77 Ending the War & Making Peace

78 The Armistice is Signed!
11 a.m., November 11, 1918 The Armistice is Signed!

79 9,000,000 Dead

80 The Somme American Cemetery, France
116,516 Americans Died

81 World War I Casualties

82 troop buildup

83 Wilson’s Foreign Policy
Wilson was obsessed with establishing a new world order. He believed the US should promote democracy around the world in order to insure peace. Believed that all nations could work together to end war AND, a country’s foreign policy decisions should be based on honesty and unselfishness… Events around the world, however, kept him from ever realizing his dream.

84 Wilson’s Fourteen Points
President Wilson’s 14 Points were his ideas to “end all war”. These are a summary of his ideas for world peace. Are they realistic or based on idealism? Open diplomacy or no secret treaties. Freedom of the seas. Free trade. Countries reduce colonies and weapons International control of colonies… Formation of new countries with self-government as a goal.(Democracy) A “league of nations” to guarantee peace among nations. (Collective Security)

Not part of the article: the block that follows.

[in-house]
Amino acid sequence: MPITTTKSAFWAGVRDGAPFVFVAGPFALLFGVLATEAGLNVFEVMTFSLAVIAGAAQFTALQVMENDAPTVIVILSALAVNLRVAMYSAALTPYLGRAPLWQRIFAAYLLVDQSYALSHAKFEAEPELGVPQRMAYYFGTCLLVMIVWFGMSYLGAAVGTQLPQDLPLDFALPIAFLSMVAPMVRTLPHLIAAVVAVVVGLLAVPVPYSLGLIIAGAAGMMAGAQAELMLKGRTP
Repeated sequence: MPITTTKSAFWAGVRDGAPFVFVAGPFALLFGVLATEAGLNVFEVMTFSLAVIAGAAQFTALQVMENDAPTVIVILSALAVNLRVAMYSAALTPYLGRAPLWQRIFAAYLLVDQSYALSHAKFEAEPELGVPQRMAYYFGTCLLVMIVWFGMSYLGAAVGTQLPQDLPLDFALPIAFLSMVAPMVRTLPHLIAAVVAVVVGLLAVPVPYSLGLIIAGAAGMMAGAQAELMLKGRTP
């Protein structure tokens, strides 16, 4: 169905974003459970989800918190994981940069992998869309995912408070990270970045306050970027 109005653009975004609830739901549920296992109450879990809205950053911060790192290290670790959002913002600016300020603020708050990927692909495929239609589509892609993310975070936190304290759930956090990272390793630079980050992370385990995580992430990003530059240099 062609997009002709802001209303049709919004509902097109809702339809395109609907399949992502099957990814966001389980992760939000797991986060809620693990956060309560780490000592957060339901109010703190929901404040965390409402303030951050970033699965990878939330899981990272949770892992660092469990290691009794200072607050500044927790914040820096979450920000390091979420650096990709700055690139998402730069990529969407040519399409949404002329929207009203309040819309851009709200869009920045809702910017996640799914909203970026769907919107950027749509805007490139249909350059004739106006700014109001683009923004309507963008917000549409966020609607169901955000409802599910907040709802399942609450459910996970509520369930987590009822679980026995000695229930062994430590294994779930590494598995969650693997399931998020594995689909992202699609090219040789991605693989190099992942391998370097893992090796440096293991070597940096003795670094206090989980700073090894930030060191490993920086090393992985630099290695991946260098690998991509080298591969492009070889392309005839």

85 Treaty of Versailles . When President Wilson went to Paris, France, he was welcomed like he was a God. Countries were convinced that his 14 points could “end all war” But, the hatred of the Allied nations led to the Treaty of Versailles to be a “Treaty of Revenge” against Germany

86 Wilson Forced to Compromise
Treaty of Versailles BIG FOUR David Lloyd George Vitorio Orlando George Clemeneau Woodrow Wilson Great Britain Italy France U.S. Wilson Forced to Compromise Although Wilson claimed that he was not interested in the spoils, or rewards, of war, his Allied colleagues were interested in making the Central Powers pay for war damages. Wilson was forced to compromise on his 14 Points so he could negotiate for the League of Nations. Wilson warned Allies not to be to harsh on Germany because it could lead to future problems.

87 Treaty of Versailles Not included